We live in a society that has regarded spirituality as a lifestyle practiced through religious means, where religion is the forefront of spiritual practice.
However, according to Eric Steinhart, a philosophy professor from William Paterson University, there are other alternatives for spiritual practice.
“I’m looking for alternatives to traditional religions, alternatives that are consistent with science and that can be emotionally and personally satisfying,” Steinhart said.
Steinhart said that there is a way for someone to have spirituality about them while maintaining a scientific point of view. This practice is called “Spiritual Naturalism,” which intends to keep spirituality consistent with accepted sciences.
Steinhart gave a lecture featuring the philosophy of Spiritual Naturalism in the Lecture Center on Tuesday, April 5. He said that the core philosophy of spirituality involves participating in spiritual practices that engage people with a natural force.
This natural force stems from the complex biological evolution exhibited from lesser organisms like bacteria to grow into larger organisms such as humans. According to Steinhart, this complexity drives systems to become more complex.
“It pushes them from lower complexities to higher complexities,” Steinhart said. “It increases order and it decreases entropy. And since spirit is often thought of as a life force, it drives this complexity upwards.”
Steinhart said that the organisms that increase their complexity also increase their entropy or disorder. If a system has multiple ways it can evolve, then it will strive toward the path that increases entropy the most rapidly. The way entropy is maximized is by maximizing local order production, which gives rise to the force that is pushed by the entropy production theory that acts everywhere in nature.
“Our universe also started in a low entropy state with atoms and molecules,” Steinhart said. “The processes in our universe maximized entropy to create stars and suns, maximizing self-order production.”
Steinhart referred to the Axiological Argument, which states that everything surpasses itself in some possible way. All systems have the power to self-surpass, and look for values that give them true means of self-surpassing. By this argument, there exists a power of self-surpassing which is common to all things.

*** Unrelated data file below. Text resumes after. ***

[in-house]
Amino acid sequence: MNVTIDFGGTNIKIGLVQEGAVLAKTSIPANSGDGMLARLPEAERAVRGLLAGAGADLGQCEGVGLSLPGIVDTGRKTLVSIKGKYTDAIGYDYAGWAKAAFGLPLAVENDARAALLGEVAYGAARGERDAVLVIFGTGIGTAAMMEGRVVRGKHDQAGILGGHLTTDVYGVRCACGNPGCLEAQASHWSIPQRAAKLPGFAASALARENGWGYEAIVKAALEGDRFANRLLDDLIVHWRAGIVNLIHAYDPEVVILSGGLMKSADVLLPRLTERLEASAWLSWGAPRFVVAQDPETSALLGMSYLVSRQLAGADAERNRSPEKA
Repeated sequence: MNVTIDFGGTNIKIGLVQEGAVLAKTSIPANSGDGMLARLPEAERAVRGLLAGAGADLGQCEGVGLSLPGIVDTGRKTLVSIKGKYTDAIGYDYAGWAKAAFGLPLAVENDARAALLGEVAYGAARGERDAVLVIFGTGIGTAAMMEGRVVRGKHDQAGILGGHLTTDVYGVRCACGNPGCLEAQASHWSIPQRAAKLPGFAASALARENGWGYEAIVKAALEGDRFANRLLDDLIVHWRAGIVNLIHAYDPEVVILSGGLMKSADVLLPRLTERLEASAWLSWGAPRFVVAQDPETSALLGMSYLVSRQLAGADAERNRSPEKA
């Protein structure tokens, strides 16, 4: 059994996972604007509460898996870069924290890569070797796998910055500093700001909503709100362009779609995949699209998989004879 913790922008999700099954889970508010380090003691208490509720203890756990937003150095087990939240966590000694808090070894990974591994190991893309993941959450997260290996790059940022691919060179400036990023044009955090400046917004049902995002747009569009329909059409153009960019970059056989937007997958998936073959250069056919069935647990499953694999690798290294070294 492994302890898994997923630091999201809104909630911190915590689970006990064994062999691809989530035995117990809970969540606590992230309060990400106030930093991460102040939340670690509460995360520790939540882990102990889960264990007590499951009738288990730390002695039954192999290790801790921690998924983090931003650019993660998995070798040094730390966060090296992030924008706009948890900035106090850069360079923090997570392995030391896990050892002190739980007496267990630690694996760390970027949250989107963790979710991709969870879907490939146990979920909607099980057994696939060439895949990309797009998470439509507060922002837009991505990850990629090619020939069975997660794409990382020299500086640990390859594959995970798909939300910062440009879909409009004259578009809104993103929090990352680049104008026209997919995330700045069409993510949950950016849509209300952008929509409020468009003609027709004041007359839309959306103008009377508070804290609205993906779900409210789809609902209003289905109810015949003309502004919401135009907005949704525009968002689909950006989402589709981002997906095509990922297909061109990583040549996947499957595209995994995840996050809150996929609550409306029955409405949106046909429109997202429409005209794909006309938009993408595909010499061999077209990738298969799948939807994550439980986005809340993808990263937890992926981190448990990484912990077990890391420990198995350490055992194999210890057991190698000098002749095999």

This basic power in our universe drives us to become more complex. This force has come to be referred to as spirit. Steinhart said that if spirit is a power that is always trying to increase a system’s complexity, then maybe certain practices that increase someone’s complexity are considered spiritual practices.
This leads into the notion of spiritual practice, which raises the body to more spiritually-valuable states. According to Steinhart, some of these practices include organic, holistic, subtle and ecstatic therapies. Some types of practices include mediation, yoga and dancing.
“The goal of spiritual naturalism is to allow someone to constantly improve themselves to function at optimally high levels on a regular basis,” Steinhart said. “Taking medicine for depression, practicing acupuncture for stress or taking Tylenol for headaches are considered spiritual practices.”
Mark Gorelik, a second-year undeclared student at SUNY New Paltz, posed a question to Steinhart about what implications spiritual naturalism will have on the change in religions in the world. Steinhart said that in a time of 10 – 20 years, he believes Political Christianity will be slowly pushed out of the world and become extinct.
“I’m not a prophet, I don’t know how it will turn out,” Steinhart said. “It will be fascinating though, because more and more people are abandoning religion for other practices.”
People are turning away from religion because there are other forces that can be explained. Spirit, as a logical fundamental power, brings things into the universe naturally and leads us to scientifically study the finds of practices or activities that help us to flourish the most. Constantly improving oneself to live more harmoniously with themselves and the world is what spiritual naturalism is about.